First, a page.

DNA Repair Technology
That familiar double spiral known as DNA, the repository of all the information that makes us human, is subject to anywhere from a thousand to a million daily assaults: from the outside by radiation, pollutants, and thermal damage; from the inside by replication errors and the normal metabolic processes of the body. But nature has provided the human genome with an insurance policy, of sorts. Not only is our DNA sequestered deep within the nucleus of each of our cells, but we have developed a variety of strategies to repair the damage, most of which occurs as injuries to the bases which comprise the rungs of the DNA ladder.
DNA is particularly susceptible to UV damage, which, though it will later have widespread consequences, is at first sustained in the topmost layer of skin. While the melanin of the skin and added sunscreen reflect or absorb a certain amount of light, enough solar radiation inevitably gets through to the nucleus of the cell to directly damage DNA and also to produce free radicals, which alter the genetic code.
The skin is not defenseless. A sizeable arsenal of DNA repair enzymes, each coded through a different gene, springs into action when the cell is alerted to damage. When that damage results from UV exposure, the typical repair pathway is nucleotide excision, in which the damaged strand is recognized and snipped out, and polymerases fill in the gap, using the opposite strand as a template to guide the correction. All in all, in the 24-hour period following a sunburn this process repairs about half the DNA damage sustained by the skin.
That is not enough. Un-repaired DNA damage can wreak havoc on a cell. Even a single damaged rung out of the three billion bases of the human genome can potentially derail its genetic program. Critical damage that overwhelms a cell is likely to send it into a programmed suicide called apoptosis. Much worse, if these safety mechanisms do not come into play, the aberrant cell can become cancerous.
Not unmindful of these circumstances, SilDerm™-Celfix™ Cosmeceuticals uses enzymes known as endonucleases to seek out damaged DNA and send a rallying call to the body to use the natural repair enzymes in the body to remove the lesions.
One such enzyme is found in micrococcus lysate, an extract from the microbe micrococcus luteus, one of the most UV-resistant microbes known to science. It grows wherever light is found on land and sea, and even thrives in the surface waters next to large Antarctic glaciers, where the ozone layer is at its most depleted. In order to protect its own genome in such a harsh environment, this bacterium has a well-developed DNA repair system featuring high levels of a UV-specific endonuclease.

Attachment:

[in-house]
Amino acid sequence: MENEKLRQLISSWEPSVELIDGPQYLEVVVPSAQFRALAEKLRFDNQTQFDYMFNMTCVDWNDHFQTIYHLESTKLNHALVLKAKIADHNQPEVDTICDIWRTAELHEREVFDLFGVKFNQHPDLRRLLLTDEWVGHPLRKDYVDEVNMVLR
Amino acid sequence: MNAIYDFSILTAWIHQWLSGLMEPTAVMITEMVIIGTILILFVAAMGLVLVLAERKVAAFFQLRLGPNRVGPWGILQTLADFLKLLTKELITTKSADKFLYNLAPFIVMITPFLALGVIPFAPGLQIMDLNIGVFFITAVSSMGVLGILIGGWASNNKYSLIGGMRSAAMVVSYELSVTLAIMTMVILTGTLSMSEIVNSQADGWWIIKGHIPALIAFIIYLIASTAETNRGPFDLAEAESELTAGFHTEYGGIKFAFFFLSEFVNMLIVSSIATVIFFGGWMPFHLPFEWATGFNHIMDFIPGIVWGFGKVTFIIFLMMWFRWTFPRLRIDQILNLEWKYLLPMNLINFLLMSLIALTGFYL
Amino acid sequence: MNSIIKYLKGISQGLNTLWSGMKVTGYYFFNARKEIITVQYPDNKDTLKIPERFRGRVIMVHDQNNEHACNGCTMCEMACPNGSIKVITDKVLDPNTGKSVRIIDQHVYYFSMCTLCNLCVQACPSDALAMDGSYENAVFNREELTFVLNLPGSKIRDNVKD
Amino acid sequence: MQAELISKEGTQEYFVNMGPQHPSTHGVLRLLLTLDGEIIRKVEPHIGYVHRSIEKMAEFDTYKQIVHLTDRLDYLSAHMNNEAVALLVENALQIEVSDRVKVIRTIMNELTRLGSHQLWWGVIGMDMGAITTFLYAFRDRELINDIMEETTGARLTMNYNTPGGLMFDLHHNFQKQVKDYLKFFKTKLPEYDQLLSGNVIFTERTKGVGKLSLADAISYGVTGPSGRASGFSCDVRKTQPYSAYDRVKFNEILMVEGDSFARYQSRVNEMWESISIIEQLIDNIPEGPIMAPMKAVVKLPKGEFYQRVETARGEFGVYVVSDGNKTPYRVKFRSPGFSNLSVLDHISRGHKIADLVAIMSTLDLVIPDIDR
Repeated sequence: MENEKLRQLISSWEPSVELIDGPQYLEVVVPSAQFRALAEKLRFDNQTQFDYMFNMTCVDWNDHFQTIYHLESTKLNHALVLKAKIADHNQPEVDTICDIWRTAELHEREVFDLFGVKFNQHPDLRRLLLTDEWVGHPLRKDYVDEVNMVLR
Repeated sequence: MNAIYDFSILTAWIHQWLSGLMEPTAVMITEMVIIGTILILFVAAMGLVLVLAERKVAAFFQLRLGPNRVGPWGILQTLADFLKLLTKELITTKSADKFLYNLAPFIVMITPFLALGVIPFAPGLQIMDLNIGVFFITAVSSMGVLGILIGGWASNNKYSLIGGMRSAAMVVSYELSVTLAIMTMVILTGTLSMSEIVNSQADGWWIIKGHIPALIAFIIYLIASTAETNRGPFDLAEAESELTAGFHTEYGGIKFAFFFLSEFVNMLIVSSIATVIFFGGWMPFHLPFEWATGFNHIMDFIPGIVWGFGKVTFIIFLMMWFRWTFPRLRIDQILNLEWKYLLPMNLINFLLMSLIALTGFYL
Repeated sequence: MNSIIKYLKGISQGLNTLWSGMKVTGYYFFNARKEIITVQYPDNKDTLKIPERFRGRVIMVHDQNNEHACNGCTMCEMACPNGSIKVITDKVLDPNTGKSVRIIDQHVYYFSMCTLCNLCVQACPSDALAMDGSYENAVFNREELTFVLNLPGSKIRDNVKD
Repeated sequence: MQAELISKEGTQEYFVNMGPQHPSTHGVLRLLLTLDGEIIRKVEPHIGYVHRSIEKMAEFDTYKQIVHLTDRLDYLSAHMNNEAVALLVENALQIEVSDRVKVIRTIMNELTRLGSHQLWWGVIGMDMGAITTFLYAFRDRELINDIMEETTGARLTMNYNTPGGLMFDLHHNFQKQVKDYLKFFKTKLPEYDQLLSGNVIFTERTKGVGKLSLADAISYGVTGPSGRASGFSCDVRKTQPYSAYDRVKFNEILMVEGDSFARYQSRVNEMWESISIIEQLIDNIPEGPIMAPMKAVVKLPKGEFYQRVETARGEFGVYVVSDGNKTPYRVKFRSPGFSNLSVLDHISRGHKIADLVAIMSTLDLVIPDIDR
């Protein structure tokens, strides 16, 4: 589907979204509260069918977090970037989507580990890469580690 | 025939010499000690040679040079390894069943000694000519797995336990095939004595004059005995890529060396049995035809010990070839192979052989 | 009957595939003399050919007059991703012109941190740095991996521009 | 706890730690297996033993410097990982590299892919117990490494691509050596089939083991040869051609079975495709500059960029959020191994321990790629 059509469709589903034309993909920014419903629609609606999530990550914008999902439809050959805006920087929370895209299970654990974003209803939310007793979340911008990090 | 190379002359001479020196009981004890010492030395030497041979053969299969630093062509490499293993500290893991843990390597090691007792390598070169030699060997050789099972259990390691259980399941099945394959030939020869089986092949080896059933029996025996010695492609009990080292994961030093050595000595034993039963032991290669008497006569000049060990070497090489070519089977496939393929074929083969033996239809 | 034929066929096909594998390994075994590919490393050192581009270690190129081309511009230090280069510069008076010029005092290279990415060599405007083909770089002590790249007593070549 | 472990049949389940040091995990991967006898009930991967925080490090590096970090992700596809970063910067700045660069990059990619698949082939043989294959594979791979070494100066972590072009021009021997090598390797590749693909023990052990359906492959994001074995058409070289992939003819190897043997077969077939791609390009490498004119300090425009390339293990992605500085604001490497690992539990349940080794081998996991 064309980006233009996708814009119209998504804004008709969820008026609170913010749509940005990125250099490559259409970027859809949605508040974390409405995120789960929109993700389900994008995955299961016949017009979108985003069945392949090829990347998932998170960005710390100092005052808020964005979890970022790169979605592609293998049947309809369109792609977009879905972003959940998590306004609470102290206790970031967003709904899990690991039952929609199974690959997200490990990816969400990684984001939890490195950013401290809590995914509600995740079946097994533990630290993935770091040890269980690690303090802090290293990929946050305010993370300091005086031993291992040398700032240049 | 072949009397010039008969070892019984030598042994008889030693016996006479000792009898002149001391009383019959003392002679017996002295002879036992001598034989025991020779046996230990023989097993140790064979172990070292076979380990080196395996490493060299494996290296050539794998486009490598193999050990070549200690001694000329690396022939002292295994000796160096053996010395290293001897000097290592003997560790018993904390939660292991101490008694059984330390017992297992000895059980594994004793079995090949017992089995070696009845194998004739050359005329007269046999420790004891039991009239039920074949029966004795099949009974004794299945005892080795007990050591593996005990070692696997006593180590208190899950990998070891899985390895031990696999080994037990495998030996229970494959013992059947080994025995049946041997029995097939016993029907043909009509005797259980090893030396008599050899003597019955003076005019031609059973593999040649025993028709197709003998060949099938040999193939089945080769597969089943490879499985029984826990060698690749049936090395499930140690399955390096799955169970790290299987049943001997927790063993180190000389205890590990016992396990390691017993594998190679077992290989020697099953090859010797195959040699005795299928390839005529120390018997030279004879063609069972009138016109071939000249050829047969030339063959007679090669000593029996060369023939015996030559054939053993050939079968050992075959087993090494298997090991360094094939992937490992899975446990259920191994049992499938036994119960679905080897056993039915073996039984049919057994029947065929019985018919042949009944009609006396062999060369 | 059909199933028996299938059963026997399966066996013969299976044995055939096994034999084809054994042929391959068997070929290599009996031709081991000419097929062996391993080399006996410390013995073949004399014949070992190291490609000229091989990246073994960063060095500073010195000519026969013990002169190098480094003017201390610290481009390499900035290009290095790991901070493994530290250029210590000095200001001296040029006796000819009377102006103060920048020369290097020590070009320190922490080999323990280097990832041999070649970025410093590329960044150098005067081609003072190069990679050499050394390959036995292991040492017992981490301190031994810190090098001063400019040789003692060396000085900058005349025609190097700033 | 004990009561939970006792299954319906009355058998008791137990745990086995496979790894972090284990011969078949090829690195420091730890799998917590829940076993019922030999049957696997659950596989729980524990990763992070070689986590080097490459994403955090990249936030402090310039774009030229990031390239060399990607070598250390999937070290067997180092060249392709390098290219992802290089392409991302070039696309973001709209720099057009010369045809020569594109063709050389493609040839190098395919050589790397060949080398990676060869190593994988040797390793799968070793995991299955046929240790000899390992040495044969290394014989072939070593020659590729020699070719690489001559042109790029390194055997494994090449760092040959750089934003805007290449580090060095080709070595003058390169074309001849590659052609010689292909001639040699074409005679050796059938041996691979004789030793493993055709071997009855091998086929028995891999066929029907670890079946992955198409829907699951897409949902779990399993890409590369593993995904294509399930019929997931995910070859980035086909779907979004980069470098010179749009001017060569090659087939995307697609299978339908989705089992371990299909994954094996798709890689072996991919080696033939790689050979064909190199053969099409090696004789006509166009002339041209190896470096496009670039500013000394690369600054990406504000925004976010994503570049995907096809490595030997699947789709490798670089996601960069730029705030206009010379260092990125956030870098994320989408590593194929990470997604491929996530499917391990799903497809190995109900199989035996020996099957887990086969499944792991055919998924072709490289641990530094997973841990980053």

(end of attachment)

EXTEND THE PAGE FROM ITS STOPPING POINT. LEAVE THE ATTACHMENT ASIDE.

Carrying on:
A second endonuclease repair enzyme, OGG1, targets both the nucleus and that other location in the cell where DNA resides, the energy-making mitochondria. OGG1 seeks out a common type of free radical damage to DNA, in which an extra oxygen molecule has attached itself to the DNA base. One of the best studied of these is from the tiny mustard plant arabidopsis thaliana.
A second repair mechanism, found in plants, microbes, and animals (including opossums, among other marsupials), but not in humans, is photoreactivation. Here, a light-sensitive enzyme called photolyase adheres directly to the damaged DNA and channels energy it absorbs from sunlight to separate and then restore the fused rungs. About 20 minutes of sunshine or an hour of indoor light are sufficient to activate a photolyase enzyme and help clear the DNA of UV damage. Photolyase is particularly active in plankton and blue green algae such as anacystis nidulans that are exposed to the intense sun exposure on the surface of the ocean.
All SilDerm™-Celfix™ products utilize a targeted liposome delivery system to release DNA repair enzymes into the skin. Liposomes are microscopic vesicles made up of phospholipids, oleic acid and cholesterol. These vesicles are loaded with DNA repair enzymes and are able to penetrate the stratum corneum and deliver the enzymes to the layers of the skin where damage exists.
Extrinsic aging is caused by DNA damage. This means that aging skin, sun spots, sagging, wrinkles, hyperpigmentation, redness etc. are caused by DNA damage. Approximately 90% of DNA damage is caused by DIRECT UV EXPOSURE. Only about 10% of DNA damage is caused by INDIRECT (oxidative or free radical) damage. Very few products presently on the market can help the body correct UV DNA damage.
With its targeted liposomal delivery system and damage-specific DNA repair enzymes, SilDerm™-Celfix™ Cosmeceuticals are essential products everyone should use in their fight against premature aging. SilDerm™-Celfix™ products are niche products designed to work with any skin care regimen you are currently using to help improve overall skin health and appearance while assisting the body's natural processes to reduce the signs of damaged skin.